Who am I?
Hi everyone, my name is Bhavini Patel and for 8 weeks this summer I worked at the Open University in Milton Keynes conducting a research project on nanomaterials for drug delivery. I’m currently about to start my third year doing Chemistry at LMH – and I’m definitely looking forward to it! Some of my personal hobbies include drawing, painting, reading and the occasional binge-watching of a Netflix series. I also love travelling and meeting new people whenever I get the chance. In this blog post, I’ll go through some of the things I got up to this summer – from what exactly I was doing (what even is a nanomaterial??) to some of the things I learnt whilst working in the lab!
P.S. please enjoy this bunch of lab BeReals – 8 weeks go faster than you’d think!
The Project: Deconstructed
Iron deficiency is a global health problem that is currently addressed through the use of soluble ferrous salts (dissolving iron-based salts), however, this treatment can cause many side effects that lead to patient non-compliance. To combat this, a new class of iron nanoparticles have been reported and this material has shown to be more readily absorbed by humans compared to standard treatments. My project this summer was to modify this new material in hopes of producing a drug that would be more soluble at a lower dosage.
The material that was made is a nanofiber– which sounds pretty fancy! They were made through electrospinning, which is a really cool technique I’ve never used before. The main part of the project involved capturing the iron nanoparticles (which were small particles in a solution) and ‘electrospinning’ them into polymer nanofibres. Here’s a little visual representation I drew of what electrospinning looks like:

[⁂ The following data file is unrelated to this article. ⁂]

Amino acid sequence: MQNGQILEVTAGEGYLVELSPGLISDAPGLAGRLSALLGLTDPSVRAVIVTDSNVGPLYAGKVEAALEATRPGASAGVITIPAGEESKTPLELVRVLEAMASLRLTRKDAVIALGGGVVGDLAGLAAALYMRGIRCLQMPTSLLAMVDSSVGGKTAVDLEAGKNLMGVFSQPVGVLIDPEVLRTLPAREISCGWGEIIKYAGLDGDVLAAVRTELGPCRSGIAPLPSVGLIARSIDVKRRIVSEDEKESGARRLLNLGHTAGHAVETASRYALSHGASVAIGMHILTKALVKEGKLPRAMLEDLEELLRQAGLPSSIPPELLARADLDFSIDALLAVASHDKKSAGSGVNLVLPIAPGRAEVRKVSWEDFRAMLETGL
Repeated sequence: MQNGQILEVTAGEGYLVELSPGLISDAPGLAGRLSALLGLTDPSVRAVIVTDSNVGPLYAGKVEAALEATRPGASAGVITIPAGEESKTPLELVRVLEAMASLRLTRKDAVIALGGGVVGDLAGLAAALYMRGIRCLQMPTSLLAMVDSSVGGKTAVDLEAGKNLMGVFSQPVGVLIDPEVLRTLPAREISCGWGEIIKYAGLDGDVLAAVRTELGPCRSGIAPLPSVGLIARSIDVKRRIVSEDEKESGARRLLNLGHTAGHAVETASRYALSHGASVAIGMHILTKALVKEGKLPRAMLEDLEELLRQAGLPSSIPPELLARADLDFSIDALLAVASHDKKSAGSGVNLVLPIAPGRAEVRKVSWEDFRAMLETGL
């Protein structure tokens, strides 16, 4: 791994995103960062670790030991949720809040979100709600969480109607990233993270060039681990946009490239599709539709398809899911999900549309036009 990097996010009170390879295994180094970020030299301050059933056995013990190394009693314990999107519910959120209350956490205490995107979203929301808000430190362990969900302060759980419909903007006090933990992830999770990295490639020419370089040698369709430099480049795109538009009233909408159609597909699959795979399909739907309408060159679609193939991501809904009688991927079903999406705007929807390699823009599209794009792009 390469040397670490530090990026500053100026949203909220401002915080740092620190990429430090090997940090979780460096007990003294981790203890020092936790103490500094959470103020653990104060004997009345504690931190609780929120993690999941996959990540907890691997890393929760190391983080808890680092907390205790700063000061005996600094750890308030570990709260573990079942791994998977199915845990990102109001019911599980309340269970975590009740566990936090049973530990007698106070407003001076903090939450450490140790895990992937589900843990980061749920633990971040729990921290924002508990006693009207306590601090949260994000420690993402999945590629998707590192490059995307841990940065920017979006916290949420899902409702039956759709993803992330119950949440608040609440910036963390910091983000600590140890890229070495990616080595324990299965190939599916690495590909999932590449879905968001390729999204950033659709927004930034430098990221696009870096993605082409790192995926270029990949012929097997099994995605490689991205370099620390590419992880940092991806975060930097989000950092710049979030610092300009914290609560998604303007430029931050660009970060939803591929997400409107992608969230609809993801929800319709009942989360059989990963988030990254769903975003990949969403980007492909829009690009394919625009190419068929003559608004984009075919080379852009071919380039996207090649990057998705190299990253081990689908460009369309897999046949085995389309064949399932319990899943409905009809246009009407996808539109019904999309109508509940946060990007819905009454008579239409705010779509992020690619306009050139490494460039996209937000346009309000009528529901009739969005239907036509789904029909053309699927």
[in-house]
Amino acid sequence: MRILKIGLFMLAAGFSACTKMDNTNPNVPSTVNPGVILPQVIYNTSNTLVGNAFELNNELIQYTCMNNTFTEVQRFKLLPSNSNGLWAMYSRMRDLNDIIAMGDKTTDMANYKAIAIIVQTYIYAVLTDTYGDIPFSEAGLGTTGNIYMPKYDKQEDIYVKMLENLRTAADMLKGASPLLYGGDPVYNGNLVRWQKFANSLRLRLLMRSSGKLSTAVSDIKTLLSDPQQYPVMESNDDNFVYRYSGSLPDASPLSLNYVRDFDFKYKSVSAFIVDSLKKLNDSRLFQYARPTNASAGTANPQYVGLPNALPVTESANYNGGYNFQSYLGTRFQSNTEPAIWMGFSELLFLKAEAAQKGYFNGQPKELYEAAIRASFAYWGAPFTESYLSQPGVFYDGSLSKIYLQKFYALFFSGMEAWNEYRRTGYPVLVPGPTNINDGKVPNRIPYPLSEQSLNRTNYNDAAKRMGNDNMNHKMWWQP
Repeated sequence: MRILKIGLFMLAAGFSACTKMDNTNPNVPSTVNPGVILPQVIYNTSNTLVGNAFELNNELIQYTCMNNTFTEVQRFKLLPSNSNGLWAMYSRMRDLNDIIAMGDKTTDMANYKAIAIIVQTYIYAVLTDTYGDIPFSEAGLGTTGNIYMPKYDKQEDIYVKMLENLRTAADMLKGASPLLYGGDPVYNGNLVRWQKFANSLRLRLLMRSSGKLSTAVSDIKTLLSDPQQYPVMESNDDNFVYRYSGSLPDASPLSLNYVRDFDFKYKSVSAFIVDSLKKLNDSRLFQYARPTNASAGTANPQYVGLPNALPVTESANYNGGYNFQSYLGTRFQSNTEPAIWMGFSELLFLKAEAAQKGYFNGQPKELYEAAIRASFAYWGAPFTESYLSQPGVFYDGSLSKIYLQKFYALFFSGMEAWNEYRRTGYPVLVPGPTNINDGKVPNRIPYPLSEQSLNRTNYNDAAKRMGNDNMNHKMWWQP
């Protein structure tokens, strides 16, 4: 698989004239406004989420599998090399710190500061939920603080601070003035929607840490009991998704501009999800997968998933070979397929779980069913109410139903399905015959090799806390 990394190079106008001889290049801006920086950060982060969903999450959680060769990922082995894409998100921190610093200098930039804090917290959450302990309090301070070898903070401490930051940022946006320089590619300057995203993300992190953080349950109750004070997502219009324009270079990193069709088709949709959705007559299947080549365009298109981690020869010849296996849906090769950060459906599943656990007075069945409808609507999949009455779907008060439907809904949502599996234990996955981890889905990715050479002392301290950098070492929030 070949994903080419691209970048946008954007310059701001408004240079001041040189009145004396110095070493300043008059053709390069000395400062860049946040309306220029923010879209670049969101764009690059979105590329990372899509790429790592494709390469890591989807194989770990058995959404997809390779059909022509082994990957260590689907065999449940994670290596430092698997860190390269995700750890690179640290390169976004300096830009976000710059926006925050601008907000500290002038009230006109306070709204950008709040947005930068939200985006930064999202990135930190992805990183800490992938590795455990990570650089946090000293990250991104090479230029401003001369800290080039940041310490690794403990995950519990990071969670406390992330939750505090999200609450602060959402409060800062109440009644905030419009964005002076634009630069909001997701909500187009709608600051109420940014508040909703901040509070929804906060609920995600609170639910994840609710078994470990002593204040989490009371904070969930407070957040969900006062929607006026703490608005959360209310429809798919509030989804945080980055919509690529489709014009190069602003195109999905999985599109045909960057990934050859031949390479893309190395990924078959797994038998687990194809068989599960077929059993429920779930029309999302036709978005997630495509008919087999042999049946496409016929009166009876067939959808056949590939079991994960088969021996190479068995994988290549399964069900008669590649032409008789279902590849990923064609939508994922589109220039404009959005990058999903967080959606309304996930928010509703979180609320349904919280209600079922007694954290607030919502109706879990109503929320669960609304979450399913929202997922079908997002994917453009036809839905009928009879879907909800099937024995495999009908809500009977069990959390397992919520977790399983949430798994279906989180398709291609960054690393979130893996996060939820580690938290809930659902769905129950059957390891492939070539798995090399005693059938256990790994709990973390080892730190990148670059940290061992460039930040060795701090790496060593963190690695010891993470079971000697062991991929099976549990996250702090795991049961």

So, I would put a small solution of nanofibers into a bigger polymer solution and then it would be ejected through a syringe. This is all passed through a 15kV electric field, which caused the solution to evaporate, leaving behind nanofibers that are collected on the plate at the end. It was very cool to see nanofibers being made, and once they were done (this process took several hours) they kind of looked like compressed cotton candy. There was also a large amount of analytical chemistry throughout the project; analytical chemistry is the chemistry of making sure what you’re making is the right thing. I used high-resolution microscopes to get images of my nanofibers, and here’s what they looked like! Personally, I think they’re incredible – no bias obviously. In Figure 2 you can see the iron nanoparticles encapsulated in the nanofiber – the nanoparticles are the black dots.
Who else is in the lab?
Although doing all this chemistry is fun, the truth is chemistry lab work takes a lot of time – most reactions take several hours and don’t necessarily require all your focus. Hence, it’s good for the soul to make friends with other people in and around the lab. This was an independent research project – so I was the only one doing electrospinning in the lab, but I was lucky that there were 4 other interns doing Chemistry focused projects, alongside two PhD students. One of the best parts of the internship was definitely making friends and meeting new people. The other interns made working in the lab fun and we had long conversations over films we liked, the difference in culture (they were all French!) and so many other random topics. They taught me new card games to play over our lunch break and we even went to watch France vs Germany women’s Euro semi-final together as it was hosted in Milton Keynes (it was very disappointing when France lost)! It was great interacting with other students who are still figuring out what they want to do, and realising that it’s okay to not know and instead just make the most of every experience that presents itself. I also had great conversations with the PhD students; they gave me some real, first-hand insight into what it could be like pursuing further education, including what the day-to-day life in the field looks like and how the world of academia runs.
Overall, I would highly recommend doing a research internship if you’re unsure of what you really want to do. I learnt so many practical and life skills, and had a great summer as a result of it!